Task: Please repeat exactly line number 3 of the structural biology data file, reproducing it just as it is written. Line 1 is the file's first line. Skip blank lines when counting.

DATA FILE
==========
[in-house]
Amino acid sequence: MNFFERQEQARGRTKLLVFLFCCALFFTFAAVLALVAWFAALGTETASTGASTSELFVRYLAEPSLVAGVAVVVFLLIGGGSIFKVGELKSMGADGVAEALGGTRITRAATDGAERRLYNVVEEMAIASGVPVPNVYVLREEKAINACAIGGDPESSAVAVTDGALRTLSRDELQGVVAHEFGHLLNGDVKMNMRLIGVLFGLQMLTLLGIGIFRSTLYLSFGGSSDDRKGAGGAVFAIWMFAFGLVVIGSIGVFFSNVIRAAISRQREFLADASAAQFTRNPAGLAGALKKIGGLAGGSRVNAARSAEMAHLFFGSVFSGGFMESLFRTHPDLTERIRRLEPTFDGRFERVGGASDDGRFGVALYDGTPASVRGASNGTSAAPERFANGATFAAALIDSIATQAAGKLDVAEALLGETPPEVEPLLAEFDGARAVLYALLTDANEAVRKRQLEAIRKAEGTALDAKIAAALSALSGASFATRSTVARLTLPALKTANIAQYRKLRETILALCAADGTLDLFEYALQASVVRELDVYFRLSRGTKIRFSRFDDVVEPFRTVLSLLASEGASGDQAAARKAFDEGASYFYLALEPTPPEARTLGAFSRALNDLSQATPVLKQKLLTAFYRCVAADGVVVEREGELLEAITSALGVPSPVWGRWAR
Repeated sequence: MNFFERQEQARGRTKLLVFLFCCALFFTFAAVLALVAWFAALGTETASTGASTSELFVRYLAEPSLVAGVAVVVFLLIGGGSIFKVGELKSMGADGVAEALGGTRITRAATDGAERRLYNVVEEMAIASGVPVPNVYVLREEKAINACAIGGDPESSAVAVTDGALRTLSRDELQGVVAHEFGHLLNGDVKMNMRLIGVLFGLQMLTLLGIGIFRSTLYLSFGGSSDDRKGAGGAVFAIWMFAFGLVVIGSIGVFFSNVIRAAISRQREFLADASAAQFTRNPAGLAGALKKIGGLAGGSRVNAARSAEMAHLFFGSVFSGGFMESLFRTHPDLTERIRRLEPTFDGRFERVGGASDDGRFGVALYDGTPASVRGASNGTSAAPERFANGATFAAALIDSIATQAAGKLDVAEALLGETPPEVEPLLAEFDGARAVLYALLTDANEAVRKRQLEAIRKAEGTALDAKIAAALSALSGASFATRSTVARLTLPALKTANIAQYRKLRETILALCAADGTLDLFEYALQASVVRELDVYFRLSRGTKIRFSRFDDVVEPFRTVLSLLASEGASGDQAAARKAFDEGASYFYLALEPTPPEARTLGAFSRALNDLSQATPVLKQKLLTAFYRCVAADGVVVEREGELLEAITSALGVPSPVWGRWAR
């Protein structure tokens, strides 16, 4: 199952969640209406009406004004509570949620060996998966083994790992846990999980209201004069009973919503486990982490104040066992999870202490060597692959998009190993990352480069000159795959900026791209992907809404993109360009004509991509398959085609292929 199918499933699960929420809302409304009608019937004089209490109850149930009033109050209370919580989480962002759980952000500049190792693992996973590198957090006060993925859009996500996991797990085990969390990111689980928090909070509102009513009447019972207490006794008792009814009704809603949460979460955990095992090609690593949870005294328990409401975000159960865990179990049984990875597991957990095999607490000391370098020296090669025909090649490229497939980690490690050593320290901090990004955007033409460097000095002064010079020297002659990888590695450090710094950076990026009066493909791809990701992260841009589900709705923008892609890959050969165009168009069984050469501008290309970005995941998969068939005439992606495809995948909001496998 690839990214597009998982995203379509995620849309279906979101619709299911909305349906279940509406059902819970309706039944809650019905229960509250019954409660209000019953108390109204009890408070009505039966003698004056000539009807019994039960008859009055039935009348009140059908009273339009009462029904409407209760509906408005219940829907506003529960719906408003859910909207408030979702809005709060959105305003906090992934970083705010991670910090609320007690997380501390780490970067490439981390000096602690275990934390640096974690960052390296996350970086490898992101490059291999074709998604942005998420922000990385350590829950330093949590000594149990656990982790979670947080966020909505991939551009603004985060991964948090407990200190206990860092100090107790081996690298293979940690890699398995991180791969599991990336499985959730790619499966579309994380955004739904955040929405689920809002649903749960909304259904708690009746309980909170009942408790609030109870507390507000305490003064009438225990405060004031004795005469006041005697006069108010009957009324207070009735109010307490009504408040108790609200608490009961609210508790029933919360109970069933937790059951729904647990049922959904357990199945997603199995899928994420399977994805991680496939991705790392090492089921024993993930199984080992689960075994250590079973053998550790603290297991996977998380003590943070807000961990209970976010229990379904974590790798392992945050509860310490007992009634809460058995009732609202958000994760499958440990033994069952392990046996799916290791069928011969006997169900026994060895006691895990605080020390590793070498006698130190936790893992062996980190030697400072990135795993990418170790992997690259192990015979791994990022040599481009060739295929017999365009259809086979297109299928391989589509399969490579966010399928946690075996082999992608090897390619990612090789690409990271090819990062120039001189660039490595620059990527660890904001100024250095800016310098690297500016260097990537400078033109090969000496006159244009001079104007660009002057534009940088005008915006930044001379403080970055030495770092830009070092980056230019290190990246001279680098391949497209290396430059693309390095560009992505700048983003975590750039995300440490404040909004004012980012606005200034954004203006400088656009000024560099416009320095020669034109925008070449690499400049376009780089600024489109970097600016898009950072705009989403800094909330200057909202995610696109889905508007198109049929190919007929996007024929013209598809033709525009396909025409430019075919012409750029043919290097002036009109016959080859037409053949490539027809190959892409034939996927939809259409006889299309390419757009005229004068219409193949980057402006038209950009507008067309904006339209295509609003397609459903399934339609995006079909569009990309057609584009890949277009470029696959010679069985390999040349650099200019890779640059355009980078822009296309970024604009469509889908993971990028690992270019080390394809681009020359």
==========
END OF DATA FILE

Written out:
Repeated sequence: MNFFERQEQARGRTKLLVFLFCCALFFTFAAVLALVAWFAALGTETASTGASTSELFVRYLAEPSLVAGVAVVVFLLIGGGSIFKVGELKSMGADGVAEALGGTRITRAATDGAERRLYNVVEEMAIASGVPVPNVYVLREEKAINACAIGGDPESSAVAVTDGALRTLSRDELQGVVAHEFGHLLNGDVKMNMRLIGVLFGLQMLTLLGIGIFRSTLYLSFGGSSDDRKGAGGAVFAIWMFAFGLVVIGSIGVFFSNVIRAAISRQREFLADASAAQFTRNPAGLAGALKKIGGLAGGSRVNAARSAEMAHLFFGSVFSGGFMESLFRTHPDLTERIRRLEPTFDGRFERVGGASDDGRFGVALYDGTPASVRGASNGTSAAPERFANGATFAAALIDSIATQAAGKLDVAEALLGETPPEVEPLLAEFDGARAVLYALLTDANEAVRKRQLEAIRKAEGTALDAKIAAALSALSGASFATRSTVARLTLPALKTANIAQYRKLRETILALCAADGTLDLFEYALQASVVRELDVYFRLSRGTKIRFSRFDDVVEPFRTVLSLLASEGASGDQAAARKAFDEGASYFYLALEPTPPEARTLGAFSRALNDLSQATPVLKQKLLTAFYRCVAADGVVVEREGELLEAITSALGVPSPVWGRWAR